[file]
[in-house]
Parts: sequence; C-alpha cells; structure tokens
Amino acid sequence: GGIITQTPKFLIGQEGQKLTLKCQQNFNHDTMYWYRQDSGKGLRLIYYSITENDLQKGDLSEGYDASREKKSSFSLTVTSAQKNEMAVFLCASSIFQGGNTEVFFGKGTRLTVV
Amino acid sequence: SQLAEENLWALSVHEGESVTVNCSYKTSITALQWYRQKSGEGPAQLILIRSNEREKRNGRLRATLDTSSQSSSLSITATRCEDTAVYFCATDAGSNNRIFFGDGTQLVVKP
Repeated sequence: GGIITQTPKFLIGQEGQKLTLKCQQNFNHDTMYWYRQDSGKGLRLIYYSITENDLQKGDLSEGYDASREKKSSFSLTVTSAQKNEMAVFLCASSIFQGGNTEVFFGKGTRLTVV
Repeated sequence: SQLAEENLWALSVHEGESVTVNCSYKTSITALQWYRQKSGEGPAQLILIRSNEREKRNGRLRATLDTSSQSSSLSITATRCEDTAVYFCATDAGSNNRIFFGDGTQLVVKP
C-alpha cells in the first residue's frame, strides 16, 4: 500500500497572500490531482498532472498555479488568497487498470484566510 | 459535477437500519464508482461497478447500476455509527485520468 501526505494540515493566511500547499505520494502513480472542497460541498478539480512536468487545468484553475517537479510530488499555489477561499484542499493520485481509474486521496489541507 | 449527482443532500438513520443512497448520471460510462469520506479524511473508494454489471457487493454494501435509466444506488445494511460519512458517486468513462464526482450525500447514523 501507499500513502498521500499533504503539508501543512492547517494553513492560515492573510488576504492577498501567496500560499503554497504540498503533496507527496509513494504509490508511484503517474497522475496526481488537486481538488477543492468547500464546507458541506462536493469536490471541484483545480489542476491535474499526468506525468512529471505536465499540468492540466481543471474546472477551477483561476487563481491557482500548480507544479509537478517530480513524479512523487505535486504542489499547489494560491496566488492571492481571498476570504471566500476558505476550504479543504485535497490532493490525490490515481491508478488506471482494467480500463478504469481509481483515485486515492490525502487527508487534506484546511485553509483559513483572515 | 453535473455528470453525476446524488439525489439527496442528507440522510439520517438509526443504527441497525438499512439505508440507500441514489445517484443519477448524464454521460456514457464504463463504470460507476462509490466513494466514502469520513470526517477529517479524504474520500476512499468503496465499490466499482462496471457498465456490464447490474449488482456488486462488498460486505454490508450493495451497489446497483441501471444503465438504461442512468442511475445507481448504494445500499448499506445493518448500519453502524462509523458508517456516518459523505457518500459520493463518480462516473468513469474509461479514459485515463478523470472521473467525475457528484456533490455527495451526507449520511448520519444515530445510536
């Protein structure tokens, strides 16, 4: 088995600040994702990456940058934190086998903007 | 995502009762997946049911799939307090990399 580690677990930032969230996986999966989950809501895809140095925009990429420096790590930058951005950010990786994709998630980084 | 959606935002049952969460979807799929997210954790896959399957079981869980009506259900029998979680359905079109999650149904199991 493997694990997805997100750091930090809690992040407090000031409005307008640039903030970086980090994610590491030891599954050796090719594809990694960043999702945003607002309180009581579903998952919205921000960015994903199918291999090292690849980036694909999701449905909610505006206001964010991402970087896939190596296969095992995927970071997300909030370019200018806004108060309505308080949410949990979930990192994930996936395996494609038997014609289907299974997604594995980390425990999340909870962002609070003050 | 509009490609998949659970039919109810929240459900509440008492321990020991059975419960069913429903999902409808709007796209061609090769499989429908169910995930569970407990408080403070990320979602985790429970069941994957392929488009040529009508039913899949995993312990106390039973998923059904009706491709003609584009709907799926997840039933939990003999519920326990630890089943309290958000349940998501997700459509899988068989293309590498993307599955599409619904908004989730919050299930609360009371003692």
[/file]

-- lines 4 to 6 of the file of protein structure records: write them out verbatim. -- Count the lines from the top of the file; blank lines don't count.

Amino acid sequence: SQLAEENLWALSVHEGESVTVNCSYKTSITALQWYRQKSGEGPAQLILIRSNEREKRNGRLRATLDTSSQSSSLSITATRCEDTAVYFCATDAGSNNRIFFGDGTQLVVKP
Repeated sequence: GGIITQTPKFLIGQEGQKLTLKCQQNFNHDTMYWYRQDSGKGLRLIYYSITENDLQKGDLSEGYDASREKKSSFSLTVTSAQKNEMAVFLCASSIFQGGNTEVFFGKGTRLTVV
Repeated sequence: SQLAEENLWALSVHEGESVTVNCSYKTSITALQWYRQKSGEGPAQLILIRSNEREKRNGRLRATLDTSSQSSSLSITATRCEDTAVYFCATDAGSNNRIFFGDGTQLVVKP